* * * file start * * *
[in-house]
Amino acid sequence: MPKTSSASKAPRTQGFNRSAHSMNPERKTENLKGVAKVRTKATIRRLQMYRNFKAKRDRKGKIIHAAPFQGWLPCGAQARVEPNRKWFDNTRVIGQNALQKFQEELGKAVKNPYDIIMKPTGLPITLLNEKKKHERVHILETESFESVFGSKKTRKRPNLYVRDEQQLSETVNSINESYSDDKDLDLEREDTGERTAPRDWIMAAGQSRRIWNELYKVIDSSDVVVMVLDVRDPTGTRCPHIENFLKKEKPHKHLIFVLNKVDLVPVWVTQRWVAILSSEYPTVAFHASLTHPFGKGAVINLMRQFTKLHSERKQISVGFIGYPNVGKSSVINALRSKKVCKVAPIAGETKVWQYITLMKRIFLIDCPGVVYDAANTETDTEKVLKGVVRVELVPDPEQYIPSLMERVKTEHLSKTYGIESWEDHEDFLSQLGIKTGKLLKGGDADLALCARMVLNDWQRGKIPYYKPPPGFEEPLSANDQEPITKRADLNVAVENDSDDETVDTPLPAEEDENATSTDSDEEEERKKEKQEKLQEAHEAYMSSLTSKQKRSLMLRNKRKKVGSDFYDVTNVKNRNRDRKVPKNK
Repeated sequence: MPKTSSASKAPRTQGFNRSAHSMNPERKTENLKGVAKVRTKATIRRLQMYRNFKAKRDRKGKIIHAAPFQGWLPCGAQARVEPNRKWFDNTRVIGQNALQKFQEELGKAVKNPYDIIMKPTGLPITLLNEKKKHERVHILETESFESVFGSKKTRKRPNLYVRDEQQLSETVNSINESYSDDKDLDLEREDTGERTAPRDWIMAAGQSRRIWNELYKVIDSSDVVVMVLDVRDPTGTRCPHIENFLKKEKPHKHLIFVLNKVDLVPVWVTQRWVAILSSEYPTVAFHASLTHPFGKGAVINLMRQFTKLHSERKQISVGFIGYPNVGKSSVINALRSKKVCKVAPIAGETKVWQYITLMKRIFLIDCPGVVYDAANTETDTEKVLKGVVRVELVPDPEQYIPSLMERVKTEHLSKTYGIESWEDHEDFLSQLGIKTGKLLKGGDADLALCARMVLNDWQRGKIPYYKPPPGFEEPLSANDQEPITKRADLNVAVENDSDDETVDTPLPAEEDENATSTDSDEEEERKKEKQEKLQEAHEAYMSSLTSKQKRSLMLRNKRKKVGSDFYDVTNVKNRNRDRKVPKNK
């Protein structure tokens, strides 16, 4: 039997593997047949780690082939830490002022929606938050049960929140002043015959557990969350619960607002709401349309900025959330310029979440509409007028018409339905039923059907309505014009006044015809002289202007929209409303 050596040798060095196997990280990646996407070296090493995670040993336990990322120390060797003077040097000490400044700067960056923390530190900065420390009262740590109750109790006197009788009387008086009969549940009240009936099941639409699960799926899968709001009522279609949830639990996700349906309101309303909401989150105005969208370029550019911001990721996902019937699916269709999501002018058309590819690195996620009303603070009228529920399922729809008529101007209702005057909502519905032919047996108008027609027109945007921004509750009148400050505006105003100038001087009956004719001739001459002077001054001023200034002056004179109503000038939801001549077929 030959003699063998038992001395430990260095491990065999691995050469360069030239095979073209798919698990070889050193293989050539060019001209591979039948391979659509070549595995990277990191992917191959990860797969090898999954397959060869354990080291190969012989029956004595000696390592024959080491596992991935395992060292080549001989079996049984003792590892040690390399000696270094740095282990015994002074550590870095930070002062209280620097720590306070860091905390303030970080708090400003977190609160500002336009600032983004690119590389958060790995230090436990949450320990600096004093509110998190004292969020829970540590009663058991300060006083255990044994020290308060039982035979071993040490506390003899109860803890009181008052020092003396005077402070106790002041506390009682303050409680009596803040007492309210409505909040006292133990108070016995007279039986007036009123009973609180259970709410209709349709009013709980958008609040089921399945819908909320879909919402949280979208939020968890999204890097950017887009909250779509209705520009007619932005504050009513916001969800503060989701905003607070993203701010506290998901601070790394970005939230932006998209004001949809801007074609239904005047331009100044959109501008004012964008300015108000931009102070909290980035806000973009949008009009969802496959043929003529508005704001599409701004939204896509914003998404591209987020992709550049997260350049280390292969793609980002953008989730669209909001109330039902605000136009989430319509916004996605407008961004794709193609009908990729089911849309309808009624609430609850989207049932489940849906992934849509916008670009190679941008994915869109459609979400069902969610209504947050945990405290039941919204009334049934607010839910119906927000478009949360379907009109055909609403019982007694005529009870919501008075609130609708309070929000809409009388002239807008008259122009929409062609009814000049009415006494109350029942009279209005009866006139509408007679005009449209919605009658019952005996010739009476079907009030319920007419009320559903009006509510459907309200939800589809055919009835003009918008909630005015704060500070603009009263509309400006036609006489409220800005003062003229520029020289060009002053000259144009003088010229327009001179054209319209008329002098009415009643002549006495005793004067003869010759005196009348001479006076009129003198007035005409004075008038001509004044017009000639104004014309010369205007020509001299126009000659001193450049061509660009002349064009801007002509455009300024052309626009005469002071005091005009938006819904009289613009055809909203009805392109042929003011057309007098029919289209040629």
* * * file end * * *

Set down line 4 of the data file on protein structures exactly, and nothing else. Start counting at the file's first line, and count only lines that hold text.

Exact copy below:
């Protein structure tokens, strides 16, 4: 039997593997047949780690082939830490002022929606938050049960929140002043015959557990969350619960607002709401349309900025959330310029979440509409007028018409339905039923059907309505014009006044015809002289202007929209409303 050596040798060095196997990280990646996407070296090493995670040993336990990322120390060797003077040097000490400044700067960056923390530190900065420390009262740590109750109790006197009788009387008086009969549940009240009936099941639409699960799926899968709001009522279609949830639990996700349906309101309303909401989150105005969208370029550019911001990721996902019937699916269709999501002018058309590819690195996620009303603070009228529920399922729809008529101007209702005057909502519905032919047996108008027609027109945007921004509750009148400050505006105003100038001087009956004719001739001459002077001054001023200034002056004179109503000038939801001549077929 030959003699063998038992001395430990260095491990065999691995050469360069030239095979073209798919698990070889050193293989050539060019001209591979039948391979659509070549595995990277990191992917191959990860797969090898999954397959060869354990080291190969012989029956004595000696390592024959080491596992991935395992060292080549001989079996049984003792590892040690390399000696270094740095282990015994002074550590870095930070002062209280620097720590306070860091905390303030970080708090400003977190609160500002336009600032983004690119590389958060790995230090436990949450320990600096004093509110998190004292969020829970540590009663058991300060006083255990044994020290308060039982035979071993040490506390003899109860803890009181008052020092003396005077402070106790002041506390009682303050409680009596803040007492309210409505909040006292133990108070016995007279039986007036009123009973609180259970709410209709349709009013709980958008609040089921399945819908909320879909919402949280979208939020968890999204890097950017887009909250779509209705520009007619932005504050009513916001969800503060989701905003607070993203701010506290998901601070790394970005939230932006998209004001949809801007074609239904005047331009100044959109501008004012964008300015108000931009102070909290980035806000973009949008009009969802496959043929003529508005704001599409701004939204896509914003998404591209987020992709550049997260350049280390292969793609980002953008989730669209909001109330039902605000136009989430319509916004996605407008961004794709193609009908990729089911849309309808009624609430609850989207049932489940849906992934849509916008670009190679941008994915869109459609979400069902969610209504947050945990405290039941919204009334049934607010839910119906927000478009949360379907009109055909609403019982007694005529009870919501008075609130609708309070929000809409009388002239807008008259122009929409062609009814000049009415006494109350029942009279209005009866006139509408007679005009449209919605009658019952005996010739009476079907009030319920007419009320559903009006509510459907309200939800589809055919009835003009918008909630005015704060500070603009009263509309400006036609006489409220800005003062003229520029020289060009002053000259144009003088010229327009001179054209319209008329002098009415009643002549006495005793004067003869010759005196009348001479006076009129003198007035005409004075008038001509004044017009000639104004014309010369205007020509001299126009000659001193450049061509660009002349064009801007002509455009300024052309626009005469002071005091005009938006819904009289613009055809909203009805392109042929003011057309007098029919289209040629």